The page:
Capitalism relies on technology, and so it relies on notions of science, reason, evidence and such. Capitalism also relies on these selfsame notions never being applied to itself - if you apply scientific method to capitalism, you get marxism, and capitalists don't want that.

So if you, as an ideologue on the offensive under capitalism, wish to begin destroying those parts of the Enlightenment legacy that threaten you, but keep those that support you intact, you need to begin by attacking, not the easy targets, but those you can most easily do without.

Certain kinds of evangelical christian like to range arguments against evolution that don't rely on their own religious faith. In the past few years, some of them have attempted to attack evolution on scientific grounds. Grounds like:

Evolution has never been observed
This is just preposterous. The first section of The Origin of Species isn't about exotic parrots or enormous tortoises - it's about pigeon fanciers. Professional breeders and racers of pigons have known for a very long time that the offspring of two fast birds are more likely to be fast than the offspring of two slow birds.

The fact that selective breeding works, whether you like it or not, shows that evolution occurs, because it shows that it can be controlled. You might say that the theory of eugenics is older than the theory of evolution.

Random chance can no more produce a working animal than a storm in a junk yard could produce a working car
But we’re not talking about random chance. We’re talking about selections from bounded variation.

Evolution is just one man's idea
Some say Darwin invented the whole of evolutionary theory in his head, and the rest of the scientific establishment inexplicably swallowed it. The idea is that before Darwin, everyone believed the literal word of the bible, that god created all the animals and they've never changed.

This is a rather strange thing to say, because Darwin's contemporaries knew perfectly well that species did change over time, that some died out and new ones appeared. Those who collected and studied fossils were very often priests with sidelines in paleontology. Academics were often required to know theology and be at least tokenistically christian.

It had long been common knowledge, even among the most devout, that the book of Genesis could not be literally true - it was effortlessly reinterpreted as a series of metaphors, as happens to all religious texts when they're disproven. And this process never damages the authority of the church for long.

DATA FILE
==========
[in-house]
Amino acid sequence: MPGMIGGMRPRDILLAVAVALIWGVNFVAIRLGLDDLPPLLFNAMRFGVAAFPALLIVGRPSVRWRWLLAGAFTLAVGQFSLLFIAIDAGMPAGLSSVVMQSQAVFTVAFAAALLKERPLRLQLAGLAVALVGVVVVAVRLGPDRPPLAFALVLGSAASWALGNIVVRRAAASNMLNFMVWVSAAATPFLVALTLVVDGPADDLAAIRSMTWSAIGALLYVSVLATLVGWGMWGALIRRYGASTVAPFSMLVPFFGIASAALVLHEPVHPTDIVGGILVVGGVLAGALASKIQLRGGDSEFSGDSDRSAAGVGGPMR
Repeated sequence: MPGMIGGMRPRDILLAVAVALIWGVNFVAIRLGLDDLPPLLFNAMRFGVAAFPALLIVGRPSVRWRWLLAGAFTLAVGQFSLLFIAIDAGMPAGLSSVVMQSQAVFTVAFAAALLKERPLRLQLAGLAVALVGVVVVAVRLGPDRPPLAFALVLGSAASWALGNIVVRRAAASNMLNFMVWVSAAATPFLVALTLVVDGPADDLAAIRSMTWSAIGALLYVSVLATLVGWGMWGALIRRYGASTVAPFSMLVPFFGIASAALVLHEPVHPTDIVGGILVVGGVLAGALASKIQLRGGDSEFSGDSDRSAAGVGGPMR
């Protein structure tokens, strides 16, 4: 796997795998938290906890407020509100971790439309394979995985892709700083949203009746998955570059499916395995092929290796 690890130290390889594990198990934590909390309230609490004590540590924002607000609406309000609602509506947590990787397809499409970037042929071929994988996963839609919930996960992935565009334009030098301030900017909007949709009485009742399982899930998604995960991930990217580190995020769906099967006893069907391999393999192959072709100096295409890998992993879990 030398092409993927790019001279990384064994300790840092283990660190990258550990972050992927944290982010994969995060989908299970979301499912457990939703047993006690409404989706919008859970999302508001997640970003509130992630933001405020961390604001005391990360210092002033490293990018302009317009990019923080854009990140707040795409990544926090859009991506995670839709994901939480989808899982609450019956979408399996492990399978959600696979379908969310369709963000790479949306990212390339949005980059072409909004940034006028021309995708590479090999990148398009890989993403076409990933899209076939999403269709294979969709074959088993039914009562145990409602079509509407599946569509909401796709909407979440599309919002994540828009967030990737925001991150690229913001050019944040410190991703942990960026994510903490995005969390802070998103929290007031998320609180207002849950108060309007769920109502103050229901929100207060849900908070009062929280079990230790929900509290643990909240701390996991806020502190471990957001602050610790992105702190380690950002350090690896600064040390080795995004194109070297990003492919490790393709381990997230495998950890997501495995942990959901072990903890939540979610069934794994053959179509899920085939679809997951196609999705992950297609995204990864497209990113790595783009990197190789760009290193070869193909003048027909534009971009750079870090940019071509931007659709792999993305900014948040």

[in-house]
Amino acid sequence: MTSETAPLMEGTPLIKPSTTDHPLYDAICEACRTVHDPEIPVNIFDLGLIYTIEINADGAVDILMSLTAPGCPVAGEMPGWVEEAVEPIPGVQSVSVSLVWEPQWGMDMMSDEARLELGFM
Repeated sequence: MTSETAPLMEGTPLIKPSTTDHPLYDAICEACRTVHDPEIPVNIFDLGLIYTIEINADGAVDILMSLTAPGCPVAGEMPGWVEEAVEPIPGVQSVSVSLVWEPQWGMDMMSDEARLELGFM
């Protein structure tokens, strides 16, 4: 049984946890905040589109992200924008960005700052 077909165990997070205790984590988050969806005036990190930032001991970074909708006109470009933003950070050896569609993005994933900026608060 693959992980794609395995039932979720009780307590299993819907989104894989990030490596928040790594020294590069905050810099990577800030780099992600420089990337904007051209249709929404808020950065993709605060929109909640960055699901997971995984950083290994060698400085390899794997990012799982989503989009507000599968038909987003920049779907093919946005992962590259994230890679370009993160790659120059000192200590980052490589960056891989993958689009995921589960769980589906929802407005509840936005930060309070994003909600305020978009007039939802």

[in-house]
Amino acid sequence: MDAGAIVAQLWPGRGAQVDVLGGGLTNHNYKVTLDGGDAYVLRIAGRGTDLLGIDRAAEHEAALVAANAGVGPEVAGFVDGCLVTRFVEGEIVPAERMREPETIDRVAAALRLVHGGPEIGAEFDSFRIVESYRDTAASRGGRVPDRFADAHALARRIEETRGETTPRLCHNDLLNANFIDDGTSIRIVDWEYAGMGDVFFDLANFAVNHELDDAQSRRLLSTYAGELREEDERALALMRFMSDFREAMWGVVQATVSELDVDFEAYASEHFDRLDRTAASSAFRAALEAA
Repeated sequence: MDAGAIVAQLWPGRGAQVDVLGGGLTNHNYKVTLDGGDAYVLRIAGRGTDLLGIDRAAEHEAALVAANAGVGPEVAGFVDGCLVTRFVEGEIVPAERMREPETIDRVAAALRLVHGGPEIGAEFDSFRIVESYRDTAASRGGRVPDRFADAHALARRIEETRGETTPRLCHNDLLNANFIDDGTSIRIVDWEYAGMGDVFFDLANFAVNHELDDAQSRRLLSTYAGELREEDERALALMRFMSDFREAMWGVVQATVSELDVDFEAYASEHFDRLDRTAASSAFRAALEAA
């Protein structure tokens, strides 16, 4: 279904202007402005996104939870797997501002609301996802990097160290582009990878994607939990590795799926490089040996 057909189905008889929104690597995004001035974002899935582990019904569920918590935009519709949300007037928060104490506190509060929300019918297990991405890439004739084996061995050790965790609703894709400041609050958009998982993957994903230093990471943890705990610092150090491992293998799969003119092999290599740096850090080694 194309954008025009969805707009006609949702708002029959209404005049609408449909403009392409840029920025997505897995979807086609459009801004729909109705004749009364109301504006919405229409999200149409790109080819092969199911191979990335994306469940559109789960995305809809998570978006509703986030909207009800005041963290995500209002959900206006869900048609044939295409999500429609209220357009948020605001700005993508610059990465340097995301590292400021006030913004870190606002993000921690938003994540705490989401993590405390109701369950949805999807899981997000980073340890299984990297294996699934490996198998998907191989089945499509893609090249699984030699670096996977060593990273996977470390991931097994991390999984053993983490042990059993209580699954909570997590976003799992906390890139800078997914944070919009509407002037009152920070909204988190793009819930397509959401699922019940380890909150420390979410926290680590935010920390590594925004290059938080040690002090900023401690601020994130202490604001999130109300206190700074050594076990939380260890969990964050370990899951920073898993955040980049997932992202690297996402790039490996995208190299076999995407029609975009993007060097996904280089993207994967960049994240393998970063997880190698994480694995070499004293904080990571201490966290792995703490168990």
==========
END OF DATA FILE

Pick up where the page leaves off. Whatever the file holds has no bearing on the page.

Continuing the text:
The reason Darwin's theory attracted so much controversy was not that suggested species change, or that it proposed a mechanism for this change - there were several competing theories at the time, and most were quite similar to Darwins. No, the reason Darwin's explanation for species change was so controversial was that it said nothing about god.

According to Darwin, God was not necessary for evolution to occur - it happened whether or not he existed. The Origin Of Species in no way questions the existence and nature of god, and doesn't attack the church. It just doesn't give god anything to do.

Evolution relies on chance mutations, which are selected for those which give some advantage. Genetic mutations are common in people living near the sites of nuclear explosions, but none of these mutations are positive, and these people aren't evolving faster than the rest of us.

This is simply a confusion about the meaning of mutation. Whenever a new human is made by reproduction, the mix of parental genes creates a new variation on an existing template. In addition, some genes will also mutate in the sense that small random changes are introduced by the planet's background radiation and by tiny chemical hiccups in the cells.

The vast majority of these variations and mutations have no measurable effect at all. Even the small number which affect the physical form of the offspring are well within normal parameters. Creationists here are confusing mutation with disability.

The lunatic wing of creationism is called Intelligent Design Theory. They are explicitly and unashamedly religious, but try to juggle this with the claim that a creator being need not be the supreme being of any existing religion.

When the chips are down though, they always name this creator as Yahweh if they're christian, or Allah if they're part of the growing Islamic creationist movement.

Behind all the obscuring verbiage, their message is: God will send you to hell if you believe in evolution, and...

Darwin was an atheist
Therefore presumably he published his theory to attack the church. Darwinism is part of an anti-faith conspiracy of godless scientists who want to impose their shallow materialism on decent folk.

Not that it matters, but Darwin was a committed christian and uncritical supporter of the church and establishment. When he wrote about social issues he was just as racist and incohearant as any other victorian gentleman.

They also say scientifically illitarate things like...

Evolution is only a theory, not proven fact